You want to give it some other shape of probability density. You do this by mapping your linear probabilities over a nonlinear distribution function, giving a corresponding probability density.

Your post made it sound like you wanted a portion of a bell curve. The corresponding mapping function is a sigmoid.

Wikipedia pictures here.

The error function and the logistic function are both sigmoidal. In my post I suggested that you use some sigmoidal function that gives you your desired curve. The error function requires more math, but may fit your needs.

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Quote:
 Original post by frobYour post made it sound like you wanted a portion of a bell curve. The corresponding mapping function is a sigmoid.

Wait, what post are you talking about? Are you getting confused between the original poster and me?

Quote:
 Wikipedia pictures here. The error function and the logistic function are both sigmoidal. In my post I suggested that you use some sigmoidal function that gives you your desired curve. The error function requires more math, but may fit your needs.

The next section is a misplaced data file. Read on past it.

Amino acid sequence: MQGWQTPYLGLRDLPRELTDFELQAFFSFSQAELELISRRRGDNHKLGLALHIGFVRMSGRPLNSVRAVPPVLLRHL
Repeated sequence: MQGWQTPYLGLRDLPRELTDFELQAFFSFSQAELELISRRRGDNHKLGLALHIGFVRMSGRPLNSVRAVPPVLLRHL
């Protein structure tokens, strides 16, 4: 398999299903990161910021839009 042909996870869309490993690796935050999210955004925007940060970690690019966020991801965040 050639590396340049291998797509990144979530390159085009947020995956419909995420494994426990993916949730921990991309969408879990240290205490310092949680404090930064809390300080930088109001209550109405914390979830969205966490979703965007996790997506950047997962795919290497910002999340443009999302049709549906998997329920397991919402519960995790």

My objection was that you seem to claim that the density function corresponding to the cumulative probability function 1/(1+exp(-x)) is a bell curve ("The most basic sigmoid is 1/(1+exp(-n)). If you use it below, you will get a normal bell curve."). In that very Wikipedia article you'll see that "the bell curve" is a very specific shape, corresponding to some scaled version of exp(-x^2). This is not the same as the derivative of 1/(1+exp(-x)).

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Quote:
 Original post by SigvatrThis function would generate a random number within the range of 25 to 75, except that as the numbers go up, they would be less likely to be generated. The 50 and 1 basically mean "25 is generated 50% of the time, 75 is generated 1% of the time, and all numbers in between progress from 25 to 75 smoothly in that fashion.

That doesn't make sense; the percentages would add to more than 100. Of course I suppose you might mean that you just want 25 to appear 50 times as often as 75? :/

Anyway, this isn't a programming problem; it's a math problem.